“By failing to prepare, you are preparing to fail.”
― Benjamin Franklin
Benjamin Franklin never had to worry about a social media crisis, or a media swarm of cameras or the idea that something he uttered in private could be worldwide fodder in the click of a button. It was simpler times, but the quote rings as true today as it did in the late 1700s. It’s not sexy to plan for what ifs and the ROI is not always immediately apparent, but if you’re not prepared for “if” to happen — “if” will eat your lunch.
A thorough plan should strive to cover every conceivable angle, but if the user can’t use it — then it’s useless. Your plan should begin with a straightforward contents page that points a user in the direction to go when the “if” hits the fan.
In a brief highlight of each area, the following abbreviated “contents” list includes key parts of a successful crisis communication plan. There’s certainly room for additions, and we can always think of new items to add to a plan, but again, laying it out in a straightforward and user-friendly way is the first step in dealing with the “if.”
The key contact list
Who do I call/contact? Who needs to know? Who is the crisis team? Who has the keys to the conference room designated as central command? The IT employee who has access to the dark website (a pre-built site that can easily be “turned on” during a crisis management situation) — how do we get a hold of him?
Who are the audiences we care about most? This list can include key partners, local and state officials, customers, distributors, suppliers, etc.
You may think everyone knows how the communication flows at high-stress times — who approves, who has final say before publication — but in reality you want to be very clear about where the buck stops and starts with communication decision making.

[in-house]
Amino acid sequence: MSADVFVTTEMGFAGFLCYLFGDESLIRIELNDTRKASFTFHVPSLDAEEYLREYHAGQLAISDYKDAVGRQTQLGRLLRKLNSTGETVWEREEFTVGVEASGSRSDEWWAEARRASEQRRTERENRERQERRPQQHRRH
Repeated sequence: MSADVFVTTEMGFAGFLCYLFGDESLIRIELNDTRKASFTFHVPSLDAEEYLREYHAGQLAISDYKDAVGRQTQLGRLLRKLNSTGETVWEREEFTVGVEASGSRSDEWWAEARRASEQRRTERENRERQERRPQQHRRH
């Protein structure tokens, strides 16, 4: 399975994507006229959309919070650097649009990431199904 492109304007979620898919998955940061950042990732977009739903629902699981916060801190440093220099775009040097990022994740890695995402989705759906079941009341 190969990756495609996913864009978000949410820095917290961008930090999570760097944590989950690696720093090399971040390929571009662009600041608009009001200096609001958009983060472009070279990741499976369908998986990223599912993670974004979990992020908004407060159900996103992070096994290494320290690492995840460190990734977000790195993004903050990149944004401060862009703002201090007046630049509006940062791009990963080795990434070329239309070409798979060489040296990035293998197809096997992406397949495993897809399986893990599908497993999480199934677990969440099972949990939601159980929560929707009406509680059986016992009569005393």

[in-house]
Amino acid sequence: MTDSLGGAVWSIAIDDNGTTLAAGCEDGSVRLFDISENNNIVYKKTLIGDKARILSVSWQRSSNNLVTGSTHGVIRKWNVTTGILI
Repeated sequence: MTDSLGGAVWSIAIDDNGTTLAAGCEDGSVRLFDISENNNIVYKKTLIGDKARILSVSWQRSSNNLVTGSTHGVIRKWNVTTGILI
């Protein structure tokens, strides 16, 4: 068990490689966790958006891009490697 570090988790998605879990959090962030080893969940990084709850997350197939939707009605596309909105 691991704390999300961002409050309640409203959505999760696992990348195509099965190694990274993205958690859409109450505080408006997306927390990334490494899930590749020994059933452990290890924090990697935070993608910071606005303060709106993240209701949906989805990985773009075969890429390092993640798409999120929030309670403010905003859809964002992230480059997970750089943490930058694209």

Ever see one of those situations where multiple people are speaking on behalf of a company and all delivering a variety of messages? That company does not have a communication flowchart.
Crisis communication reminder steps
No two events are exactly alike, but generally speaking the steps you take are closely aligned. This section is a reminder of the steps to take in the early moments of a crisis.
• Communicate immediately, if necessary
• Manage logistics/team
• Develop messages
• Approve and release messages
• Monitor and provide feedback
Key media contacts
It’s best to acquire this information before you need it. Who is the media in your area, who are the main contacts, and what is the best way to get a hold of them?
Pre-prepared statements and sample press releases
Write it up before you need it. The airlines do it. It’s a bit morbid, but if a plane crashes they can just add the date, time and location, and the communication is underway.
It’s the type of investment you may never see a return on (if you’re one of those lucky few!), but when “if” hits, it will be the guide to navigating the worst of times and even enhancing your company’s reputation by handling “if” like a pro.
“Have a plan” is the third installment in a four-part series on crisis communication. In part one, find out how crises have evolved over time. In part two, learn how to identify your company’s vulnerabilities. Stay tuned for part four, which will show you the importance of stepping out before it’s too late.